Our country has seen three major Lowell poets: Robert Lowell, Amy Lowell and James Russell Lowell. They were not the first.
Soon after colonial Massachusetts governor John Winthrop death in 1649, his friend, Percival Lowell, then in his 70s, composed an elegy. This was unlikely his first poem, but it is the only poem I’ve seen by this Lowell. I present the poem below, after the biographical data.
Who is Percival Lowell?
Percival Lowell is the immigrant ancestor of nearly every significant Lowell in US history, including the three poets mentioned earlier. He is also my direct ancestor, as he certainly is for hundreds of other people.
Lowell was born in 1571 in Somerset, England. He was a successful merchant in Bristol, England for his company, Percival Lowle & Co. (not the original spelling of his last name). In 1639, Lowell, his family, and some of his employees (including two of my other ancestors, William Gerrish and Robert Dole), migrated from England to Newbury, Massachusetts. Percival Lowell was about 68 years old when he entered the New World.
It’s uncertain why a leading citizen of Bristol would leave England at his age, but he may have done so to be with his family or for the sake of adventure. Lowell died in 1665, at about the age of 94.
In addition to the poets, he is also the ancestor of Harvard president Abbott Lawrence Lowell, industrial revolutionary Francis Cabot Lowell, federal judge and continental delegate John Lowell and astronomer Percival Lowell.
Percival Lowell’s Poem
Elegy for John Winthrop
*spelling and capitlization has been updated by me, whenever it doesn’t ruin the rhythm.
You English Mattachusians all
Forbear sometime for sleeping,
Let everyone both great and small
Prepare themselves for weeping.
For he is gone that was our friend,
This tyrant Death hath wrought his end
Who was the very chief among
The chiefest of our peers
Who hath in peace maintain’d us long
The space of nineteen years,
And now he’s breathless, lifeless, dead,
Cold earth is now become his bed.
The Jews did for their Moses weep
Who was their governor,
Let us for Winthrop do the like,
Who was our conservator
With lines of gold in marble stone
With pens of steel engrave his name
O let the muses every one
In prose and verse extoll his fame,
Exceeding far those ancient sages
That ruled Greeks in former ages
O fightfull death and also cruel
Thou hast quite slain New England’s jewel:
Show us vile tyrant if thou can
tell where to find out such a man?
Me thinks I hear a spirit breathe
Non est inventus here beneath.
He was (we surely may say this)
Rara avis in terris,
Therefore let us give him his due,
To him is due this style,
He was an Israelite full true
Without all fraud or guile.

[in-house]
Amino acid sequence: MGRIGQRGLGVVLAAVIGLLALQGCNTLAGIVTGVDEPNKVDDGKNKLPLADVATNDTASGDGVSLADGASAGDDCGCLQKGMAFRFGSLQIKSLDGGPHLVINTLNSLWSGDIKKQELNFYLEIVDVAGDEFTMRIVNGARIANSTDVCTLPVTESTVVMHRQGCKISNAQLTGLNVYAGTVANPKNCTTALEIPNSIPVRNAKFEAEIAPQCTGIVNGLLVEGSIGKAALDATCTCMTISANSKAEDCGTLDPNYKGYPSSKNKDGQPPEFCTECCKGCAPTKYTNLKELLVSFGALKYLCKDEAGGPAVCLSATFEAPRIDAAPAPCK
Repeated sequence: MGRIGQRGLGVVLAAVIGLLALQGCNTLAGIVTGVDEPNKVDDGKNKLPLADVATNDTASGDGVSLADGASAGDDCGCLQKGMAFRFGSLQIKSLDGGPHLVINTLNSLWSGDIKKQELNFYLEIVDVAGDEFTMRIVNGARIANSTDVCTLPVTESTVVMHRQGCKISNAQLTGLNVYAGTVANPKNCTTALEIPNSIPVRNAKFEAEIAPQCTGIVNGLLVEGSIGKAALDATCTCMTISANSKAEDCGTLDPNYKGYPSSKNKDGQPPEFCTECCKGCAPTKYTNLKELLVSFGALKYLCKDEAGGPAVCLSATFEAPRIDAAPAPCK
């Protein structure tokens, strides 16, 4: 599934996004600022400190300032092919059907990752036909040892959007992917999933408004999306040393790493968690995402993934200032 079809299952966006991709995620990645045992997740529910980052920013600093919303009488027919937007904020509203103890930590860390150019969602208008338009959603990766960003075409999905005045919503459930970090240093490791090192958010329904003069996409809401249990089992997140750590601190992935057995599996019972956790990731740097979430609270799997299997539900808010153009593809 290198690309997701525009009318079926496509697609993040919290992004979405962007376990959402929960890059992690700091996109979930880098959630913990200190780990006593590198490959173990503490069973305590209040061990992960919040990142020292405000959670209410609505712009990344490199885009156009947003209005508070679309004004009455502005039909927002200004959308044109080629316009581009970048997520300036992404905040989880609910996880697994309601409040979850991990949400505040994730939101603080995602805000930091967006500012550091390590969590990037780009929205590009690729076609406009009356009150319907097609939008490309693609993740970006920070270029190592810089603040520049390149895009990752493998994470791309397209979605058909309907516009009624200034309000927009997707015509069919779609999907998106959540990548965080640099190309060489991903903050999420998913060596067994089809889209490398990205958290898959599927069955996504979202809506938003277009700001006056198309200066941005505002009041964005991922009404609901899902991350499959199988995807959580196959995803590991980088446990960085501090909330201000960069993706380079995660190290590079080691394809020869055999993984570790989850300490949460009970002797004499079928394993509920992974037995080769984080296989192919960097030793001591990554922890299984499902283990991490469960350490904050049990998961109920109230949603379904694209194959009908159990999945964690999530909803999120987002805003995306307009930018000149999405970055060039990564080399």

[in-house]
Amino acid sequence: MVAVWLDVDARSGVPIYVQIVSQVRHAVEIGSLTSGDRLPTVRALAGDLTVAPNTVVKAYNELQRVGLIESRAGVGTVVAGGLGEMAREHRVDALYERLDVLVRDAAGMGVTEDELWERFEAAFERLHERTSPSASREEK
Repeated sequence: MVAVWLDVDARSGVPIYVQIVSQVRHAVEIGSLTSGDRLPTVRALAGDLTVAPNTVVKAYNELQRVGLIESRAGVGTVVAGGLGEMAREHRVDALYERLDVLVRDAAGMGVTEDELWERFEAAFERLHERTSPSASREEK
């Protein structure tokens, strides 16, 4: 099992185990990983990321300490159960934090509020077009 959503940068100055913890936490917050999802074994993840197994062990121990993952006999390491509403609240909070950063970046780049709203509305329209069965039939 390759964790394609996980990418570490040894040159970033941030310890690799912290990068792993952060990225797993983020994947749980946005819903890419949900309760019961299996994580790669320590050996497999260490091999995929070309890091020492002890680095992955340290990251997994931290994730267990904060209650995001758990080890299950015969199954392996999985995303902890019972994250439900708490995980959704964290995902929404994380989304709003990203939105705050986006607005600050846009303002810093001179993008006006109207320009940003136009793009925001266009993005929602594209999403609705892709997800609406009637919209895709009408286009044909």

Let Winthrop’s name still famous be,
With us and our posterity.
What goods he had he did not spare,
The Church and Commonwealth
Had of his goods the greatest share,
Kept nothing for himself.
My tongue, my pen, my rustic art
Cannot express his true desert.
The nature of the pelican
Read stories what they say,
To her I would compare this man
If lawfully I may.
To Moses meek, to Abraham,
To Joseph and to Jonathan.
He was New England’s pelican
New England’s governor
He was New England’s Solomon
New England’s conservator.
Time and experience the best trial,
These two admit of no denial:
Let nineteen years then witness be
Of Winthrop’s true sincerity.
Such gifts of grace from God had he,
That more than man he seem’d to be.
But now he’s gone and clad in clay,
Grim death hath taken him away.
Death like a murdering Jesuit
Hath robbed us of our heart’s delight.
Let’s show our love to him by weeping
That cared for us when we lay sleeping
O that our dry eyes fountains were,
Our heads a living spring,
O that our sighs the clouds could tear,
And make an echo ring:
Let us sit down in sorrow fell
And now with tears ring out his knell.
Bright shining Phoebus hide thy face
Let misty clouds make dark thy sky,
Fair Cynthia count it no disgrace
To aid us with thy weeping eye.
O weep with us for Joshua
The loadstone of America.
My senses they are all too weak
His praises due to write or speak
Now I must leave it to their skill
Who can indite and write at will.
New England thou hast cause to mourn,
For that thy special friend is gone,
Yet see you mourn with moderation,
No cause you have of desperation,
They yet survive who may renew
Decayed and dying hopes in you
With honor due let us respect them,
No cause we have for to reject them,
They are to us as true directors
And under God our chief protectors.
Here you have Lowell’s loyalty,
Penned with his slender skill
And with it no good poetry,
Yet certainly good will.
Read these few verses willingly
And view them not with Momus’ eye,
Friendly correct what is amiss,
Accept his love that did write this.
— Percival Lowell